After the January 2011 Revolution, a transitional government of technocrats was created under Beji Caïd-Essebsi (BCE). This government managed to stabilize the country and organize elections for a constitutional assembly efficiently and rapidly in October 2011. Order prevailed. As in my current work-in-progress, one could see established structures (in my case, squares and circles, a nine-patch) still in place,
if a bit frayed around the edges.
The Constitutional Assembly had a one-year mandate that ended in October 2012. It has finally produced the rough draft for a constitution…a very rough draft. Called "The Best Constitution in the World" by the president of the Constitutional Assembly, others have openly called it "The Constitution of Shame." The problem : the separation of State and religion is threatened. It confirms Islam as the religion of Tunisian society, which was in the old constitution. However, it names Islam as the religion of the State, which would allow for the ruling religious party to bring back the subject of the Shariâa (religious law).
In addition, no mention of international agreements such as the Universal Declaration of Human Rights is made, and there exists no mention of freedom of thought and freedom of conscience, which are necessary in a democracy. And it proposes a regime heavily weighted toward a Parliamentary structure that would allow theocratic dictatorship and therefore a return to a repressive regime. During the revolution, we saw slogans for political and social change that had nothing to do with religion. The Constitutional Assembly has not listened to the Tunisian people and does not provide any sort of improved document. Experts maintain this is a step backwards. It would appear, then, that things are becoming more and more entangled, disintegrated, eroded.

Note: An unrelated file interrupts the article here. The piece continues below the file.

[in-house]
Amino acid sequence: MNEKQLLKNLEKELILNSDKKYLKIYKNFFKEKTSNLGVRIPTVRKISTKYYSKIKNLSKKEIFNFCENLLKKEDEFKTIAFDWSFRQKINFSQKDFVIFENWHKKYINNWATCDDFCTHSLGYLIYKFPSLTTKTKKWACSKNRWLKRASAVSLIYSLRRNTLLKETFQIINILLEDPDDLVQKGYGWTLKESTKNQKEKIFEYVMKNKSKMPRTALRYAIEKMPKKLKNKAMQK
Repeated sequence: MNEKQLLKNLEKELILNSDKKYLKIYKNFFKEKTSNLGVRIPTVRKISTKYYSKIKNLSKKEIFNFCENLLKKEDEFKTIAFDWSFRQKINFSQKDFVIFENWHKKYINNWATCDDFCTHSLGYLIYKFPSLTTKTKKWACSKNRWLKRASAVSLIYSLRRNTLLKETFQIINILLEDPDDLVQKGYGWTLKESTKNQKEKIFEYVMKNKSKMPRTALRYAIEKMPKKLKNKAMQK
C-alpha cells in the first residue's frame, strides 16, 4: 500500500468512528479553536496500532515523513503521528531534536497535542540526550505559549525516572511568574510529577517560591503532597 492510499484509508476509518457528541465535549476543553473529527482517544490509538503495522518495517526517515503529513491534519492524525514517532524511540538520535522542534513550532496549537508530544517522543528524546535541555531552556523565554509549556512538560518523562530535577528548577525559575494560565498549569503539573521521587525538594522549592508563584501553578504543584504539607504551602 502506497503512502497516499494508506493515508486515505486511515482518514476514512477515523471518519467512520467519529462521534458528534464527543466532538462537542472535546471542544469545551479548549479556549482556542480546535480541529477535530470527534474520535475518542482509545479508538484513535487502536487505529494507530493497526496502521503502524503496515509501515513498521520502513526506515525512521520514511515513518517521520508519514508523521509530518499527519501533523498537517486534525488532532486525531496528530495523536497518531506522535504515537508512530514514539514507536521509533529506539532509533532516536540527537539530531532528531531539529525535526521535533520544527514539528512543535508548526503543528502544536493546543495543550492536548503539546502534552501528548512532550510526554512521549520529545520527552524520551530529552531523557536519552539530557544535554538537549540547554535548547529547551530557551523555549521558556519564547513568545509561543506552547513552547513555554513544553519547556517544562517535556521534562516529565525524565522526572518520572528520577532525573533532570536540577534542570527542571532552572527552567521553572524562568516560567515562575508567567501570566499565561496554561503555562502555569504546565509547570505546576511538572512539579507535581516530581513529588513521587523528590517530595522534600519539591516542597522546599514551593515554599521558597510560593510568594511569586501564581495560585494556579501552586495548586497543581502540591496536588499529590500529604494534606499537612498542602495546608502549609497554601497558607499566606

The subject of elections remains unarticulated. Yet, a glimmer of hope appeared last night when BCE declared that he would be a candidate for the presidency. At 86, this prestigious lawyer and nationalist hardly needs to seek glory and may be the only person who can garner a majority of votes and save the country. The glimmer is only that, however. The TV program was jammed at the scheduled time and had to be aired later--shades of dictatorship and censorship. The rough draft of the constitution would put a maximum age of 75 for the position of President of the Republic, a thinly-veiled manoeuver to exclude BCE by the ruling religious party.
And as expected, scandals continue to rock the government. The most recent: Sixty-seven delegates to the Constitutional Assembly have received double paychecks because they have other positions as government employees, as well as four ministers. Additionally, yesterday was the final date for ministers to provide a complete financial statement that includes all assets. How many will comply?
Indeed, when held up to the light for scrutiny, Tunisian politics look more and more entangled.